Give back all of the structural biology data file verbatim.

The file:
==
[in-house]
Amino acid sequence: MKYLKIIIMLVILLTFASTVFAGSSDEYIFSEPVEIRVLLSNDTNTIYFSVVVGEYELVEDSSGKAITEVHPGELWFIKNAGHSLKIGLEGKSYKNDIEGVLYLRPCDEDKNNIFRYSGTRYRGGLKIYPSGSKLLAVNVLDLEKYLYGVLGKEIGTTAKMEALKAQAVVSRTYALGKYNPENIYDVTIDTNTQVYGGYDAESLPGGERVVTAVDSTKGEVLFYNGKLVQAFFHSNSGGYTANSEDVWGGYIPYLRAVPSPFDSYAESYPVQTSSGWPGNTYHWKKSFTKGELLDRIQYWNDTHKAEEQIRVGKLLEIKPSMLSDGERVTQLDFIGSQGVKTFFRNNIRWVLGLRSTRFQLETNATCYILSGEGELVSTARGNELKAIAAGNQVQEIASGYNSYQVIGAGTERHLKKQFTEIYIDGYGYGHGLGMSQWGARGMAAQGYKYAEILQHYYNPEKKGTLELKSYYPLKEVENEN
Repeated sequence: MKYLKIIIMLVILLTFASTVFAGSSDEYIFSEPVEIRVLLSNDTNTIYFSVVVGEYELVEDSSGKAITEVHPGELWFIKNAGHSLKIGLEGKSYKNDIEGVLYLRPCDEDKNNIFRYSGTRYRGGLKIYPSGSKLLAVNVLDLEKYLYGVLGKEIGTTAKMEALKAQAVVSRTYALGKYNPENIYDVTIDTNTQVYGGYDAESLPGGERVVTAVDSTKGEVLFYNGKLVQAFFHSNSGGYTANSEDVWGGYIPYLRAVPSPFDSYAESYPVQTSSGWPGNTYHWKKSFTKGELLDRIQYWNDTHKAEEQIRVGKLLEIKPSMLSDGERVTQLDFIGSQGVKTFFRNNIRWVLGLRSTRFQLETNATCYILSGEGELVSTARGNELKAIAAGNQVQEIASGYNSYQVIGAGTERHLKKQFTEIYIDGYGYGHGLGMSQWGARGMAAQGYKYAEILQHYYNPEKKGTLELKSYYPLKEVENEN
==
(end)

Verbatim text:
[in-house]
Amino acid sequence: MKYLKIIIMLVILLTFASTVFAGSSDEYIFSEPVEIRVLLSNDTNTIYFSVVVGEYELVEDSSGKAITEVHPGELWFIKNAGHSLKIGLEGKSYKNDIEGVLYLRPCDEDKNNIFRYSGTRYRGGLKIYPSGSKLLAVNVLDLEKYLYGVLGKEIGTTAKMEALKAQAVVSRTYALGKYNPENIYDVTIDTNTQVYGGYDAESLPGGERVVTAVDSTKGEVLFYNGKLVQAFFHSNSGGYTANSEDVWGGYIPYLRAVPSPFDSYAESYPVQTSSGWPGNTYHWKKSFTKGELLDRIQYWNDTHKAEEQIRVGKLLEIKPSMLSDGERVTQLDFIGSQGVKTFFRNNIRWVLGLRSTRFQLETNATCYILSGEGELVSTARGNELKAIAAGNQVQEIASGYNSYQVIGAGTERHLKKQFTEIYIDGYGYGHGLGMSQWGARGMAAQGYKYAEILQHYYNPEKKGTLELKSYYPLKEVENEN
Repeated sequence: MKYLKIIIMLVILLTFASTVFAGSSDEYIFSEPVEIRVLLSNDTNTIYFSVVVGEYELVEDSSGKAITEVHPGELWFIKNAGHSLKIGLEGKSYKNDIEGVLYLRPCDEDKNNIFRYSGTRYRGGLKIYPSGSKLLAVNVLDLEKYLYGVLGKEIGTTAKMEALKAQAVVSRTYALGKYNPENIYDVTIDTNTQVYGGYDAESLPGGERVVTAVDSTKGEVLFYNGKLVQAFFHSNSGGYTANSEDVWGGYIPYLRAVPSPFDSYAESYPVQTSSGWPGNTYHWKKSFTKGELLDRIQYWNDTHKAEEQIRVGKLLEIKPSMLSDGERVTQLDFIGSQGVKTFFRNNIRWVLGLRSTRFQLETNATCYILSGEGELVSTARGNELKAIAAGNQVQEIASGYNSYQVIGAGTERHLKKQFTEIYIDGYGYGHGLGMSQWGARGMAAQGYKYAEILQHYYNPEKKGTLELKSYYPLKEVENEN